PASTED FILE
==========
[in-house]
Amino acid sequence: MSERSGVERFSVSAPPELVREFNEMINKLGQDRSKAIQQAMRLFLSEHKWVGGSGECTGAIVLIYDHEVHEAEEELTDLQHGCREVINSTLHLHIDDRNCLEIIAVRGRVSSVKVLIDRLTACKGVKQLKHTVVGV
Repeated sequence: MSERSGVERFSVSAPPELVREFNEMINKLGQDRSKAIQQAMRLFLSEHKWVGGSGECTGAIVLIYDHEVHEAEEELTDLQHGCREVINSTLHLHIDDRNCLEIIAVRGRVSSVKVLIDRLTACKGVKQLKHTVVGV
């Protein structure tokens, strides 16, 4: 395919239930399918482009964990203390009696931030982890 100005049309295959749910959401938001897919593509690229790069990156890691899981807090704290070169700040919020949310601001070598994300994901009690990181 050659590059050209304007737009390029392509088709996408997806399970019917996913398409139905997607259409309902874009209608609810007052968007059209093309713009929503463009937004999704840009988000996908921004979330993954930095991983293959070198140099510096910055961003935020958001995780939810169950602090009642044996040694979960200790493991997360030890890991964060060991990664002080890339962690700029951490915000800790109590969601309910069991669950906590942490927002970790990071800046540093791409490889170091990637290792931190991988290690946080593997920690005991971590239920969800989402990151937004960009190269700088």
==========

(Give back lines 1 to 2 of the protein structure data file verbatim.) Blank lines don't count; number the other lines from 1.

[in-house]
Amino acid sequence: MSERSGVERFSVSAPPELVREFNEMINKLGQDRSKAIQQAMRLFLSEHKWVGGSGECTGAIVLIYDHEVHEAEEELTDLQHGCREVINSTLHLHIDDRNCLEIIAVRGRVSSVKVLIDRLTACKGVKQLKHTVVGV